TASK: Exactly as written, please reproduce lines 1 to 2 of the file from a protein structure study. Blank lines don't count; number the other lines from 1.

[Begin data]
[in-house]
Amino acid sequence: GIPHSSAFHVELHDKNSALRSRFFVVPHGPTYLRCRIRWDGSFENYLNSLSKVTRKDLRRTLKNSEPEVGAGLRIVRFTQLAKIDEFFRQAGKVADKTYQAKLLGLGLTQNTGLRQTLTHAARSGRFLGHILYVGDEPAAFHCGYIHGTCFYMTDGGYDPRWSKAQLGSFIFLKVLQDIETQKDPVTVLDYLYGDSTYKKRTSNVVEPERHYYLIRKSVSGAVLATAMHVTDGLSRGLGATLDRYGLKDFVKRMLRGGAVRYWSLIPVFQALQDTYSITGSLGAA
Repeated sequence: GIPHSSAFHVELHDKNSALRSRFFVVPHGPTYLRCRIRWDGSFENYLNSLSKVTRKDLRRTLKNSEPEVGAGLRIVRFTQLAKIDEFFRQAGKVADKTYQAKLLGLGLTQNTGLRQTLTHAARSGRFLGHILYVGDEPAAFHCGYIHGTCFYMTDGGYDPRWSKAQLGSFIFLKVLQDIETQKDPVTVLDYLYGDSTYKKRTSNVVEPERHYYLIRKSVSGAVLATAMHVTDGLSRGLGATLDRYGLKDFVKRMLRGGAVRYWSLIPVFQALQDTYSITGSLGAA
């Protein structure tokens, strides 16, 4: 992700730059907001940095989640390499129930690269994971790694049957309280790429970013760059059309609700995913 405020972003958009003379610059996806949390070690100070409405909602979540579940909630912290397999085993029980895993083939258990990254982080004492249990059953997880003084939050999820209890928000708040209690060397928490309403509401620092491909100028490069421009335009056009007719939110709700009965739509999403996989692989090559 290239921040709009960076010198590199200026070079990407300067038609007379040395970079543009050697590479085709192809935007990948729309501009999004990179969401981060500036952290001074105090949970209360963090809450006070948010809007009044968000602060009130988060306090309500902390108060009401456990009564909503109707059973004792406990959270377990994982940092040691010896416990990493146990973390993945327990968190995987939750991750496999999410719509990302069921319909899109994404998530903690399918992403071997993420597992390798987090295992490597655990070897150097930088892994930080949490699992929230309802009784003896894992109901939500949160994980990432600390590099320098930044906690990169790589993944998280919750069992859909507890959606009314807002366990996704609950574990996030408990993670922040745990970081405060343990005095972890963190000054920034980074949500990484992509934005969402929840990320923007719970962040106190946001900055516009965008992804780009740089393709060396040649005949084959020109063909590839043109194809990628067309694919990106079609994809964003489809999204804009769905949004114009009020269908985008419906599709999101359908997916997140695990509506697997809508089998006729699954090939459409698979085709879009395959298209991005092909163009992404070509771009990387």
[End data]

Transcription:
[in-house]
Amino acid sequence: GIPHSSAFHVELHDKNSALRSRFFVVPHGPTYLRCRIRWDGSFENYLNSLSKVTRKDLRRTLKNSEPEVGAGLRIVRFTQLAKIDEFFRQAGKVADKTYQAKLLGLGLTQNTGLRQTLTHAARSGRFLGHILYVGDEPAAFHCGYIHGTCFYMTDGGYDPRWSKAQLGSFIFLKVLQDIETQKDPVTVLDYLYGDSTYKKRTSNVVEPERHYYLIRKSVSGAVLATAMHVTDGLSRGLGATLDRYGLKDFVKRMLRGGAVRYWSLIPVFQALQDTYSITGSLGAA